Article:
Amsterdam is a tolerant city, especially where vices are concerned, and thanks to this broad-minded attitude many tourists arrive in search of 'a smoke'
The Acropolis sits atop the hill overlooking the city with other ancient ruins seemingly on every corner. Athens is both warm in the locals' friendly welcome and its very clement weather. The central area, in the shadow of the Parthenon, is easily navigated on foot and boasts some of the world's best bars – its narrow streets and flea markets interesting to browse and shaded from the intense sun.
Balmy weather, great shops, world famous art galleries, a sandy (manmade) Mediterranean beach and breath-taking architecture. Barcelona has all this and more besides. Its club scene is world famous, its restaurants are outstanding and we list nearly 20 world class cocktail bars and lounges below, plus our tips and favourite hotels.
Once known as the Paris of the East, the capital of war-torn Lebanon still retains a surreal beauty, even though parts of it have been rebuilt twice in the last decade, and there's still work ongoing from the last Israeli bombing campaign in 2006. It is a city of contradictions and diversity on the edge of a world that might appear to tolerate neither of these.
Berlin's bars have enjoyed legendary status ever since the 'roaring twenties' when swinging Berlin was Europe's party capital and now, over twenty years since the wall came down, Berlin is once again the must head to city for the young.
Birmingham first grew to prominence in the 18th century when it was at the heart of the industrial revolution. Sadly severe bombing during WWII marred some of its Regency and Victorian magnificence but today it is still recognised as a major international commercial centre.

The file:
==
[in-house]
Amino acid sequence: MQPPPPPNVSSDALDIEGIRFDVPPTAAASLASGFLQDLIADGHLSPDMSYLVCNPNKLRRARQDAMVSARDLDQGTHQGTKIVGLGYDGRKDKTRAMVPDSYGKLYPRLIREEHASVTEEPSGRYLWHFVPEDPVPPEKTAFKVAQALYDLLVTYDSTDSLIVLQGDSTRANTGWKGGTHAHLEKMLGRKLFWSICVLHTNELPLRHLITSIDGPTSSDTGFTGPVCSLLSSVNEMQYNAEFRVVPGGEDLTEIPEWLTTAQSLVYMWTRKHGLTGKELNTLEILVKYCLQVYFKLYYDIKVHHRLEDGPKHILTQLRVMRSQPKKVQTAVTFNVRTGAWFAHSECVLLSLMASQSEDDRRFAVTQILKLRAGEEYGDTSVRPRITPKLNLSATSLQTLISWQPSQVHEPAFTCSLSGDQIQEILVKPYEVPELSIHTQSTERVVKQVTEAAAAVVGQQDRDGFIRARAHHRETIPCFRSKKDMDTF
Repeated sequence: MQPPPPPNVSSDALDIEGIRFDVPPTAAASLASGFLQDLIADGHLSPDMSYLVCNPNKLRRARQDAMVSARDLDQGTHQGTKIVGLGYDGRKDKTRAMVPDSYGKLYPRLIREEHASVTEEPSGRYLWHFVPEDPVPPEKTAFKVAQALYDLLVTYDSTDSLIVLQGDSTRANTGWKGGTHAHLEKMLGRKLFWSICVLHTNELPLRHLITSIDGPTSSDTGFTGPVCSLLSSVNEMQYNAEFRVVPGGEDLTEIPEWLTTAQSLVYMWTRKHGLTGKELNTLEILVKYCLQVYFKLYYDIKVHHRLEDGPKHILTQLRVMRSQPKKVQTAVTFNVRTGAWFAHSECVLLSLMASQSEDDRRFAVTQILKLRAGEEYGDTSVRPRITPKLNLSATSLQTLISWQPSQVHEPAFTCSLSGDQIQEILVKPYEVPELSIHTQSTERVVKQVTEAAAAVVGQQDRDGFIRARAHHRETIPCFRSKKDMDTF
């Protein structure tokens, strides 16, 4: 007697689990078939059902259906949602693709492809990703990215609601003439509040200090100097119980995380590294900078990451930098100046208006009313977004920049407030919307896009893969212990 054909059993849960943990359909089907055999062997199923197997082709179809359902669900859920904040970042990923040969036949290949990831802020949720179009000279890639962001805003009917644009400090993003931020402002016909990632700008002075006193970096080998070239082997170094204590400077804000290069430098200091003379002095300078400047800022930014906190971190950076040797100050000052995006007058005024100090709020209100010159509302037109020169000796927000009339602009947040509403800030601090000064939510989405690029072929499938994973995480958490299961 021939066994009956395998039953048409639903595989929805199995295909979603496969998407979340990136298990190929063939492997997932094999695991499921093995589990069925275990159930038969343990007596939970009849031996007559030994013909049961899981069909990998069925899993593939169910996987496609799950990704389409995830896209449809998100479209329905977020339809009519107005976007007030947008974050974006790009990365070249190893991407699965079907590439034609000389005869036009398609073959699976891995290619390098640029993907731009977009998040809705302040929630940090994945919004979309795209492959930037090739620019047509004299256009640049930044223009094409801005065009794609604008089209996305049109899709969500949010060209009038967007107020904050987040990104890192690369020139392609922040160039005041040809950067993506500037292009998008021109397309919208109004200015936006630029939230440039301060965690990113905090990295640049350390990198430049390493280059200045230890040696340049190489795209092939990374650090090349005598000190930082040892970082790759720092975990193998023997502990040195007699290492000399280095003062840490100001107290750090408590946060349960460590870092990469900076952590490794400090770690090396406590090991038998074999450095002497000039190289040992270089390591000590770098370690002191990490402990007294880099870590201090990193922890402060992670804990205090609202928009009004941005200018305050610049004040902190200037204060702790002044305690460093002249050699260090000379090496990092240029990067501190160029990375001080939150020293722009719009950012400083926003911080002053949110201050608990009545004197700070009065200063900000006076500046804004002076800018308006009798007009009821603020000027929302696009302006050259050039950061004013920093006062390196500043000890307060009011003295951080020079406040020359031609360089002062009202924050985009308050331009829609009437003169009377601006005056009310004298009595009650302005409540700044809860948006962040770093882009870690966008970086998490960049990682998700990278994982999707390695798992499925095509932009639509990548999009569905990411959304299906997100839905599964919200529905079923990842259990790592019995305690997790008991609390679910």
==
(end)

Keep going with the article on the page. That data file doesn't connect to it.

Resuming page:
Although a bit tatty in places Brighton is a stimulating and timeless mix of Graham Greene, fairground rides on the pier, England by the seaside, lary hen and stag nights, cute home-making shops, artists being arty and alternative dressers. And of course it's famous as the gay capital of Britain. The marina out to the east feels a bit cut off from it all.
Once a major industrial city with one of the country's largest ports, Bristol is still England's tenth largest city. It was through Bristol that much of the UK's sherry, port, rum and table wines were imported and expert blenders worked in the dockside warehouses making now famous brands. The name Bristol Cream sherry is no coincidence.
When you think of Buenos Aires, most people think of steak, Malbec, and tango - but Argentina’s breathtaking capital offers so much more.
The skyscrapers of Chicago rise up from the western shores of Lake Michigan in a vista immortalised in a thousand gangster films. But, for all its lurid history, this is a friendly city. Chicagoans have a reputation for enjoying their food and loving their sports, while the city’s jazz scene is internationally known.